Charges Filed Against Bank Execs for Hiding Millions in Losses
The Securities and Exchange Commission has sued the former executives of San Francisco-based United Commercial Bank for misleading investors about the mounting loan losses during the height of the financial crisis in 2008 and 2009.
According to the suit filed in federal court in San Francisco, the bank’s former chief executive officer Thomas Wu, chief operating officer Ebrahim Shabudin, and senior officer Thomas Yu hid loan losses and other assets from the bank’s auditors. As a result, the bank’s public holding company UCBH Holdings Inc. (UCBH) understated the 2008 operating losses by at least $65 million (approximately 50 percent).
A few months later, continued declines in the value of the bank’s loans drove the bank into collapse, and the California Department of Financial Institutions closed the bank. The Federal Deposit Insurance Corporation (FDIC) was then appointed as receiver.
United Commercial Bank was one of the 10 largest bank failures of the recent financial crisis, causing a loss of $2.5 billion to the FDIC’s insurance fund.
The lawsuit filed by the SEC “reflects an all too familiar pattern – corporate executives once seen as rising stars embrace deception to avoid losses and conceal negative news, with investors and the FDIC insurance fund left to pick up the pieces,” said Robert Khuzami, Director of the SEC’s Division of Enforcement.
Lloyd Farnham, Michael Fortunato, Jason Habermeyer, and Cary Robnett of the SEC’s San Francisco Regional Office conducted the investigation. The SEC’s litigation will be handled by Lloyd Farnham and Robert Mitchell.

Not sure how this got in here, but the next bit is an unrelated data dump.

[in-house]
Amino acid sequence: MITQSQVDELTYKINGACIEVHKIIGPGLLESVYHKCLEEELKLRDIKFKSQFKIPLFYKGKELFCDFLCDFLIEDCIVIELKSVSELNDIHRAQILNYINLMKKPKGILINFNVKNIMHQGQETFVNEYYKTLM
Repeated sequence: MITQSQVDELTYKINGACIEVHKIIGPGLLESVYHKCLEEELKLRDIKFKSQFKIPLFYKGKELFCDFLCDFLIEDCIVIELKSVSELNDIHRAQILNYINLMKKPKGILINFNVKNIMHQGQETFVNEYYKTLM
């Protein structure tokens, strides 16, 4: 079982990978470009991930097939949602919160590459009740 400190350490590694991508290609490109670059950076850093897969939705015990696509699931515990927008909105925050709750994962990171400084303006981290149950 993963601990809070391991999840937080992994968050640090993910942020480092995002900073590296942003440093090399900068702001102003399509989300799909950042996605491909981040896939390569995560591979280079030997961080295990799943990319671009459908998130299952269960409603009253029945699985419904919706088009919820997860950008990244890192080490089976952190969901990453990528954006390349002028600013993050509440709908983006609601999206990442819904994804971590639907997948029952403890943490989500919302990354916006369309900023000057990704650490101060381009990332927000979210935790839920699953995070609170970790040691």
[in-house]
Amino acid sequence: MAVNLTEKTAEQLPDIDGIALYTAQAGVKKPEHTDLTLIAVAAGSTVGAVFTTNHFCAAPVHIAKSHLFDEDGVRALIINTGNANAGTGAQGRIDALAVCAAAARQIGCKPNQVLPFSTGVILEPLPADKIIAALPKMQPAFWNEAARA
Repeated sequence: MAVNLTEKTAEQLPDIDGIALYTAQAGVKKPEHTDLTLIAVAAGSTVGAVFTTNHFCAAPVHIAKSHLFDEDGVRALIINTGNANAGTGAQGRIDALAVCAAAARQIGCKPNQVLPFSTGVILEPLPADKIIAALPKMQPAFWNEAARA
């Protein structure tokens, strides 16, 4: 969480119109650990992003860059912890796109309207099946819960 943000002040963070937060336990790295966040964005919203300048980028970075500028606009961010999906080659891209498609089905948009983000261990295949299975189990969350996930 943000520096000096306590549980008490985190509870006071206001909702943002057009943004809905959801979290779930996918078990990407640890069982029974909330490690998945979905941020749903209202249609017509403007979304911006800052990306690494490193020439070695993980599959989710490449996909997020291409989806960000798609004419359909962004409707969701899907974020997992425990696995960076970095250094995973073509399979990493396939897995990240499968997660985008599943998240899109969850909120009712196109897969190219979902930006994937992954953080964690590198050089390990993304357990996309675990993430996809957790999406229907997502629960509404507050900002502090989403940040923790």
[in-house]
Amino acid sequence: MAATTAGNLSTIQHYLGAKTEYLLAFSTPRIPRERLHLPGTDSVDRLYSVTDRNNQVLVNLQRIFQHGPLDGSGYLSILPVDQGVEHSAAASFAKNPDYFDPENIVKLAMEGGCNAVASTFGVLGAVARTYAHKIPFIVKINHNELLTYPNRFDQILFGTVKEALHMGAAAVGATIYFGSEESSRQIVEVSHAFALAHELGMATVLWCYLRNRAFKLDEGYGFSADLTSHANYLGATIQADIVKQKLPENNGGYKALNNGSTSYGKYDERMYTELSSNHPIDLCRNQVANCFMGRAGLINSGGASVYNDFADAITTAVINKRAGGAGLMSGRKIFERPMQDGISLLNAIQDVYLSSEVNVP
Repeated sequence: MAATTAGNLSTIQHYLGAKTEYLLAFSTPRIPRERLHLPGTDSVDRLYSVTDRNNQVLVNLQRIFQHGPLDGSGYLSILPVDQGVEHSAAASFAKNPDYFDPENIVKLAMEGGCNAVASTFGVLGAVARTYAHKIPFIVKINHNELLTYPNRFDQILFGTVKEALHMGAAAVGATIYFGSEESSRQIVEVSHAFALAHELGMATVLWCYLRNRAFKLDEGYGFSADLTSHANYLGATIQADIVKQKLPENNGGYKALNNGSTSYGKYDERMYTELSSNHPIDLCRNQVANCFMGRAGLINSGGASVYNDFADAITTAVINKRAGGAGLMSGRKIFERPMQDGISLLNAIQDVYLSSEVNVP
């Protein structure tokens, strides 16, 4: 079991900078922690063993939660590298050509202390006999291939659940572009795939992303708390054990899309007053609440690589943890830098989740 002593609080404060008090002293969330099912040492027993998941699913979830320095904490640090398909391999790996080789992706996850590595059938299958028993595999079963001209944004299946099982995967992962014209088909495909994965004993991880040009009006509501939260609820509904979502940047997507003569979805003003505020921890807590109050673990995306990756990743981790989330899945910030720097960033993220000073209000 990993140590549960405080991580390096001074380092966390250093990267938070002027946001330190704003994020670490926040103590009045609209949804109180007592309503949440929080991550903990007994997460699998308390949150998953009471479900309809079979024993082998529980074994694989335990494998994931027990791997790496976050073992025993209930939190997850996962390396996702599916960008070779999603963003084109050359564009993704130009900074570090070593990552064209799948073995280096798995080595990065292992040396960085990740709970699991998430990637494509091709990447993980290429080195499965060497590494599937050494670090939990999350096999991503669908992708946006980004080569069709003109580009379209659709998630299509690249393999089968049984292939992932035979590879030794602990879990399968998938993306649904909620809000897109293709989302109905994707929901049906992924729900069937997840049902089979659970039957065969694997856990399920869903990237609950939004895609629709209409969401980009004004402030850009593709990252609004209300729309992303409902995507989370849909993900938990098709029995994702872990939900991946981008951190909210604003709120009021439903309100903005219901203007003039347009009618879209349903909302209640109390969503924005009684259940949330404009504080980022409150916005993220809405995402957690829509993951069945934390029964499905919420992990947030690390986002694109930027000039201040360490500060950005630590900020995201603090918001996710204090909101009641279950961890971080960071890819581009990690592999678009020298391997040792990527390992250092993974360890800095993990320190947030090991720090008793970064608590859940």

At the same time, the U.S. Attorney for the Northern District of California filed parallel criminal charges against former employees of the bank, and the FDIC announced enforcement actions against 13 individuals for violations of federal banking regulations.
According to the SEC’s complaint, UCBH and its subsidiary United Commercial Bank grew rapidly, doubling in size after an initial public offering in 1998. It was the first U.S. bank to acquire a bank in the People’s Republic of China, and Wu was considered a rising star in the banking industry. By 2009, however, Wu found himself at the helm of a bank on the brink of failure.
The SEC claimed that Wu, Shabudin, and Yu deliberately delayed the proper recording of loan losses, and each committed securities fraud by making false and misleading statements to investors and UCBH’s independent auditors.
During December 2008 and the first three months of 2009 as the company prepared its 2008 financial statements, Wu, Shabudin, and Yu were aware of significant losses on several large loans.
Among other things, these executives allegedly learned about dramatically reduced property appraisals and worthless collateral securing the loans, yet they repeatedly hid this information from UCBH’s auditors and investors.
The SEC’s complaint also alleges that the bank’s former chief financial officer Craig On acted negligently by misleading the company’s outside auditors and aiding the filing of false financial statements.
On agreed to settle the SEC charges without admitting or denying the allegations. He will be permanently enjoined from violating certain antifraud, reporting, record-keeping, and internal controls provisions of the federal securities laws and will pay a $150,000 penalty.
On also consented to an administrative order suspending him from appearing or practicing before the SEC as an accountant, with a right to apply for reinstatement after five years.
The litigation against the other defendants is ongoing.